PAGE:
Global energy production is known by the IEA to be around 12,717 Mtoe
(million tonnes of oil equivalent) and one single tonne of oil equivalent is 11,630 kWh so simple multiplication gives us 147 Trillion kWh.
However we must convert production to end use where a factor of 65% is close.
The World Council for Sustainable Business Development tells us 40% of this is used in buildings - so we get to a building consumption figure of 38 trillion kWh.
If we take a delivered price of 10 cents for energy end-use in buildings (which could be debated) we end up with 3,800,000,000,000 dollars each year.
But it may be that only 40% of this is waste according to WCSBD so energy managers in buildings can only save us from potentially 1.52 Trillion Dollars waste per year.
So what's the problem ?
According to WCSBD the problem is very clear - this is their summary:
- Building professionals tend to underestimate the contribution of buildings’ energy to climate change and to overestimate the cost of saving energy.
- Know-how and experience are lacking in these professions.
- Our research found four key deficiencies: personal know-how, business community acceptance, corporate conviction and personal commitment.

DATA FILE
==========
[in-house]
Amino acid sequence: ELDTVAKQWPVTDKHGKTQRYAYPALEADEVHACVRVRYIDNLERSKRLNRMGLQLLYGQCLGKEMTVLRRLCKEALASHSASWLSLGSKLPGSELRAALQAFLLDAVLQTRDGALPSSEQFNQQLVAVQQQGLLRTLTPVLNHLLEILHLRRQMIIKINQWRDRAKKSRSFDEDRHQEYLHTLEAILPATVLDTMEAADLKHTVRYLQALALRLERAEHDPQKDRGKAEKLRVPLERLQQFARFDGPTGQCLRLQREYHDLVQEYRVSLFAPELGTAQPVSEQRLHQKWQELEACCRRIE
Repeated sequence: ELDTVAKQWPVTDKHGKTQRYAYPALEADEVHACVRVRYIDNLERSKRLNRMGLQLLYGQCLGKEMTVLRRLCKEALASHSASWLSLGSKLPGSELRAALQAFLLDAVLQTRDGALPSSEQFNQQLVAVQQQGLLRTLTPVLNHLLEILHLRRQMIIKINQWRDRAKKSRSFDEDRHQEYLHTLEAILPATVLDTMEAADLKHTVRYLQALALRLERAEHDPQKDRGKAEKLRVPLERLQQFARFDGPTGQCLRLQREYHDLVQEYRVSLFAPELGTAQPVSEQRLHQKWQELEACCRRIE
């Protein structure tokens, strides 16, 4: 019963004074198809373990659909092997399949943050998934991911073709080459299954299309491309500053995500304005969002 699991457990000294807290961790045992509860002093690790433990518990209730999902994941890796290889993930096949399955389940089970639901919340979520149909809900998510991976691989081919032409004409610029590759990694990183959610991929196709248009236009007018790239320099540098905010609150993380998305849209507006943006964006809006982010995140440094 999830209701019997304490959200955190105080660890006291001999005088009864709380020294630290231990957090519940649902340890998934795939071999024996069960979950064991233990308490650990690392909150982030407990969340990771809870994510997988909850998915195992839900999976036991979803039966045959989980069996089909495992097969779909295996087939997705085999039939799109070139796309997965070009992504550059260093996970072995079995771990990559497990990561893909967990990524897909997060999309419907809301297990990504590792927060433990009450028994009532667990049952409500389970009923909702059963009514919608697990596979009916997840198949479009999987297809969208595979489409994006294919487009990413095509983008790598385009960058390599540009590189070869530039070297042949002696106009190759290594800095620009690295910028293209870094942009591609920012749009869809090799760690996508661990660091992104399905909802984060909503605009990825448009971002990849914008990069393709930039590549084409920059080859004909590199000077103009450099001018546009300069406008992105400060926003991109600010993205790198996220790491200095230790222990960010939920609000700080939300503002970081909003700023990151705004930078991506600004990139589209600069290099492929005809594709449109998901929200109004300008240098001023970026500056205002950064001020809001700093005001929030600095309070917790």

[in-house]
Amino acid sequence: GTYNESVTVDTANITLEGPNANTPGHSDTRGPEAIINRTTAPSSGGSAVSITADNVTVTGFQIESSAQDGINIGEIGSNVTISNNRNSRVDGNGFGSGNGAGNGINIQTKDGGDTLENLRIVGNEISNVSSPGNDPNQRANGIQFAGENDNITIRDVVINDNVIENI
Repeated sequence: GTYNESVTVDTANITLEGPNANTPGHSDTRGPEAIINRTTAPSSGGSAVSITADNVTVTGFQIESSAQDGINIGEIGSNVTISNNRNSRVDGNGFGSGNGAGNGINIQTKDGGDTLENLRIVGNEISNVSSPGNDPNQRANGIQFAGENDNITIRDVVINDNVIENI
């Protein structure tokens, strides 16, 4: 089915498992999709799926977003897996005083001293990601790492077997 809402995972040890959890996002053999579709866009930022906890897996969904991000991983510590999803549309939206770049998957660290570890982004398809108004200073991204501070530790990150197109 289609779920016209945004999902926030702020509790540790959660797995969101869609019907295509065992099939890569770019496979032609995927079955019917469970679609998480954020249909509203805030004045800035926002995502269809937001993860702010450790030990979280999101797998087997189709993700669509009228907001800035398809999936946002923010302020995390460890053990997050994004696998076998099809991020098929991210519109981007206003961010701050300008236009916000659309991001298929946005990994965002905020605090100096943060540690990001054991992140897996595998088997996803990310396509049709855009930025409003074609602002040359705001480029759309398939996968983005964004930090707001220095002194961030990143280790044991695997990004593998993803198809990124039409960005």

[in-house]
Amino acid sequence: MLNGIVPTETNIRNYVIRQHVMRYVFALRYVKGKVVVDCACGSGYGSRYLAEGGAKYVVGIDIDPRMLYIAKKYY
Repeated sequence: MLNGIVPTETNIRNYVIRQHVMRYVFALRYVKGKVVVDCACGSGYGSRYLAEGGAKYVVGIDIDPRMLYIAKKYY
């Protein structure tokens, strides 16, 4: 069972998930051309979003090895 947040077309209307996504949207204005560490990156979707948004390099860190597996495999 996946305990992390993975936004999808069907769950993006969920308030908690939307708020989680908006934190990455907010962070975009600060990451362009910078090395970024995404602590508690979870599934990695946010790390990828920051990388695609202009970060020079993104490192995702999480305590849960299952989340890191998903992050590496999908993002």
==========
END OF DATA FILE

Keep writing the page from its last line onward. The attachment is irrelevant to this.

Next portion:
- There is a lack of leadership on building sustainability.
Generally, "know-how" is a short hand for "pay a consultant", but on average the available savings are spread over some 1.5 billion buildings and one thousand dollars potential per building (to include travel costs) means that only the biggest buildings can viably afford consultancy (even if we had the consultants to serve hundreds of millions of buildings).
The only viable solution is that we provide support using technology. This may be why kWIQly were called out again this week in the Silicon Angle Newsletter weekly round-up matching Amazon, Google, Hulu and Hewlett-Packard paragraph for paragraph :)
Naturally George was delighted to pick up the award to the full 2000 conference attendees
and afterwards I put in an effort to spread the word during a slightly longer (10min) TV interview with theCube
And we need to deliver it
As we are at pains to point out - we (our industry) need to deliver advice, but the industry hardly exists to reach 1.5 billion buildings (with expertise).
There are great companies making in-roads into these markets Honeywell, and Schofield Lothian are two consultancies we are talking to in the UK, and many of the utility companies are waking up to the need (four major europeans are currently neck and neck to sign us up).
Particularly slow however are the facilities management sector who stand to watch this huge market be drawn from under their feet.
What do we need to deliver?
So if you need technology to make your consultants more productive or really state of the art support for your energy managers please get in touch